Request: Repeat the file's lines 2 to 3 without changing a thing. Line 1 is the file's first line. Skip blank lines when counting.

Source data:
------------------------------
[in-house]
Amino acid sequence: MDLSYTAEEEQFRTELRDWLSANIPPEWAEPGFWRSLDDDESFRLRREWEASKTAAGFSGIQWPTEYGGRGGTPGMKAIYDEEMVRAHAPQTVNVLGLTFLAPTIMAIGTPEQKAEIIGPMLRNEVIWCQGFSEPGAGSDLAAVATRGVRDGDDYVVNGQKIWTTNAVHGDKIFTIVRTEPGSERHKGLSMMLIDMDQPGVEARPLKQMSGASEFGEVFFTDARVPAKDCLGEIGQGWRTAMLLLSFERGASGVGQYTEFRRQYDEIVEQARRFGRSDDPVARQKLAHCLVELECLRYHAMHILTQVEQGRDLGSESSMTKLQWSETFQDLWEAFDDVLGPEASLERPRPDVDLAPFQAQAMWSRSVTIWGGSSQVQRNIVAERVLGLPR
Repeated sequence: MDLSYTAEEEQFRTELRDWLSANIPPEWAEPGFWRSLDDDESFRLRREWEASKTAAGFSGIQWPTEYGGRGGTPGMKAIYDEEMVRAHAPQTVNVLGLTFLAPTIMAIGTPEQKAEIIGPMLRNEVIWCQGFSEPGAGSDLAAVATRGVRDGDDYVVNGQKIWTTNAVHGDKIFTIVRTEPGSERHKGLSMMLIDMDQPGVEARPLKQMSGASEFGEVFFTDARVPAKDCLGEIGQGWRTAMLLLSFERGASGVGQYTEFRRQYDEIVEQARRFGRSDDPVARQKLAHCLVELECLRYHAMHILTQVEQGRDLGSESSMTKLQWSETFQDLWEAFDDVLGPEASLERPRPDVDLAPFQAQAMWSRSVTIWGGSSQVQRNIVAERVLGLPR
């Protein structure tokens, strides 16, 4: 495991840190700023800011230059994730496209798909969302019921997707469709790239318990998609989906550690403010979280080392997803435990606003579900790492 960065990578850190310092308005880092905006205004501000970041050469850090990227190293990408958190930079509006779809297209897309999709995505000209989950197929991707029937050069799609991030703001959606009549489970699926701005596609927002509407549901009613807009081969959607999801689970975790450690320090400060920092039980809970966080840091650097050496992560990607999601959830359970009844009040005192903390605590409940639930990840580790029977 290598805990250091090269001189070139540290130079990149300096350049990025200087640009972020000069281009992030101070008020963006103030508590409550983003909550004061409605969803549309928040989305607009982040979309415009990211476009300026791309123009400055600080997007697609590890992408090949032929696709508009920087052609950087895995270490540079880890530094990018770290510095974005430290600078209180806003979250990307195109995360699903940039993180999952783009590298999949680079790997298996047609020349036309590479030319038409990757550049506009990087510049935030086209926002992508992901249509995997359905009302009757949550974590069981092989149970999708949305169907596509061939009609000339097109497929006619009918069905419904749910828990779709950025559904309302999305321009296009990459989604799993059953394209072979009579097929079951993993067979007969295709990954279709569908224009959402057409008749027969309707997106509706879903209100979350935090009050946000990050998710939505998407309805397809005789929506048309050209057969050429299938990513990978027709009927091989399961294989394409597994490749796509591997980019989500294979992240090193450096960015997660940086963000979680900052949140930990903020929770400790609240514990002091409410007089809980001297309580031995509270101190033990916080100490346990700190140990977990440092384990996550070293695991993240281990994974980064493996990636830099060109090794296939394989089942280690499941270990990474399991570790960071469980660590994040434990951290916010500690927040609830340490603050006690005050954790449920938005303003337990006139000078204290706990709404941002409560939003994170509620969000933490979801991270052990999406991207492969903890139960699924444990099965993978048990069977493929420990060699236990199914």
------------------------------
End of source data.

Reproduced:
Amino acid sequence: MDLSYTAEEEQFRTELRDWLSANIPPEWAEPGFWRSLDDDESFRLRREWEASKTAAGFSGIQWPTEYGGRGGTPGMKAIYDEEMVRAHAPQTVNVLGLTFLAPTIMAIGTPEQKAEIIGPMLRNEVIWCQGFSEPGAGSDLAAVATRGVRDGDDYVVNGQKIWTTNAVHGDKIFTIVRTEPGSERHKGLSMMLIDMDQPGVEARPLKQMSGASEFGEVFFTDARVPAKDCLGEIGQGWRTAMLLLSFERGASGVGQYTEFRRQYDEIVEQARRFGRSDDPVARQKLAHCLVELECLRYHAMHILTQVEQGRDLGSESSMTKLQWSETFQDLWEAFDDVLGPEASLERPRPDVDLAPFQAQAMWSRSVTIWGGSSQVQRNIVAERVLGLPR
Repeated sequence: MDLSYTAEEEQFRTELRDWLSANIPPEWAEPGFWRSLDDDESFRLRREWEASKTAAGFSGIQWPTEYGGRGGTPGMKAIYDEEMVRAHAPQTVNVLGLTFLAPTIMAIGTPEQKAEIIGPMLRNEVIWCQGFSEPGAGSDLAAVATRGVRDGDDYVVNGQKIWTTNAVHGDKIFTIVRTEPGSERHKGLSMMLIDMDQPGVEARPLKQMSGASEFGEVFFTDARVPAKDCLGEIGQGWRTAMLLLSFERGASGVGQYTEFRRQYDEIVEQARRFGRSDDPVARQKLAHCLVELECLRYHAMHILTQVEQGRDLGSESSMTKLQWSETFQDLWEAFDDVLGPEASLERPRPDVDLAPFQAQAMWSRSVTIWGGSSQVQRNIVAERVLGLPR